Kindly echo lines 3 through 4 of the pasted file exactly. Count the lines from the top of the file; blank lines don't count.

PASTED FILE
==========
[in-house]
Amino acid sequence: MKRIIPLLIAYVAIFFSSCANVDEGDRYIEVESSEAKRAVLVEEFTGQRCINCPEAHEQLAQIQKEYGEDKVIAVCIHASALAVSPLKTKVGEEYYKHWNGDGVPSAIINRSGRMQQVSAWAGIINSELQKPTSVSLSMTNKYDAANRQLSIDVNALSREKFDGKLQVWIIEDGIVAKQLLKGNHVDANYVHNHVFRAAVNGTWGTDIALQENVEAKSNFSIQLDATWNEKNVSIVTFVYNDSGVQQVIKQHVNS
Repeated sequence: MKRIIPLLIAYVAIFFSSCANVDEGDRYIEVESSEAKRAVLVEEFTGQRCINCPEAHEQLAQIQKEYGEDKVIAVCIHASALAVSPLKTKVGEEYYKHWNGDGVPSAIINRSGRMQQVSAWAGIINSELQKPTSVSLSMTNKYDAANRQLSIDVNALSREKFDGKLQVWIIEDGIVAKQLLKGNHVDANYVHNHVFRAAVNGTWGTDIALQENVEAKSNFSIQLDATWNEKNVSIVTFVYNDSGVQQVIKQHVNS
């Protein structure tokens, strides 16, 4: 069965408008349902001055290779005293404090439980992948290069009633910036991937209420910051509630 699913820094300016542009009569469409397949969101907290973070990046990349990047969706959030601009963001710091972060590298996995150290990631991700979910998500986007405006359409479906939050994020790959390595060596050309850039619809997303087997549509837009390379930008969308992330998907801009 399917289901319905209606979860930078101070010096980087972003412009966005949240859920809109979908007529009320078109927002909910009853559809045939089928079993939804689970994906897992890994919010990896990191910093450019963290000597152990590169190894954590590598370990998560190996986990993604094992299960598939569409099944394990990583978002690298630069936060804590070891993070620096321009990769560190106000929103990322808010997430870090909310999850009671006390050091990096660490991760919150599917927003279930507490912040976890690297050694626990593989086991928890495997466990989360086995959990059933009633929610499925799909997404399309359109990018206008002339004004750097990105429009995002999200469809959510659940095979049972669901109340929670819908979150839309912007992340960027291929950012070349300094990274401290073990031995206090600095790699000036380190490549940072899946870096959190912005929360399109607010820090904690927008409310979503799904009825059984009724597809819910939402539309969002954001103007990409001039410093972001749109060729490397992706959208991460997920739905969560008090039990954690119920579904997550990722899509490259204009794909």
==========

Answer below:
Repeated sequence: MKRIIPLLIAYVAIFFSSCANVDEGDRYIEVESSEAKRAVLVEEFTGQRCINCPEAHEQLAQIQKEYGEDKVIAVCIHASALAVSPLKTKVGEEYYKHWNGDGVPSAIINRSGRMQQVSAWAGIINSELQKPTSVSLSMTNKYDAANRQLSIDVNALSREKFDGKLQVWIIEDGIVAKQLLKGNHVDANYVHNHVFRAAVNGTWGTDIALQENVEAKSNFSIQLDATWNEKNVSIVTFVYNDSGVQQVIKQHVNS
């Protein structure tokens, strides 16, 4: 069965408008349902001055290779005293404090439980992948290069009633910036991937209420910051509630 699913820094300016542009009569469409397949969101907290973070990046990349990047969706959030601009963001710091972060590298996995150290990631991700979910998500986007405006359409479906939050994020790959390595060596050309850039619809997303087997549509837009390379930008969308992330998907801009 399917289901319905209606979860930078101070010096980087972003412009966005949240859920809109979908007529009320078109927002909910009853559809045939089928079993939804689970994906897992890994919010990896990191910093450019963290000597152990590169190894954590590598370990998560190996986990993604094992299960598939569409099944394990990583978002690298630069936060804590070891993070620096321009990769560190106000929103990322808010997430870090909310999850009671006390050091990096660490991760919150599917927003279930507490912040976890690297050694626990593989086991928890495997466990989360086995959990059933009633929610499925799909997404399309359109990018206008002339004004750097990105429009995002999200469809959510659940095979049972669901109340929670819908979150839309912007992340960027291929950012070349300094990274401290073990031995206090600095790699000036380190490549940072899946870096959190912005929360399109607010820090904690927008409310979503799904009825059984009724597809819910939402539309969002954001103007990409001039410093972001749109060729490397992706959208991460997920739905969560008090039990954690119920579904997550990722899509490259204009794909």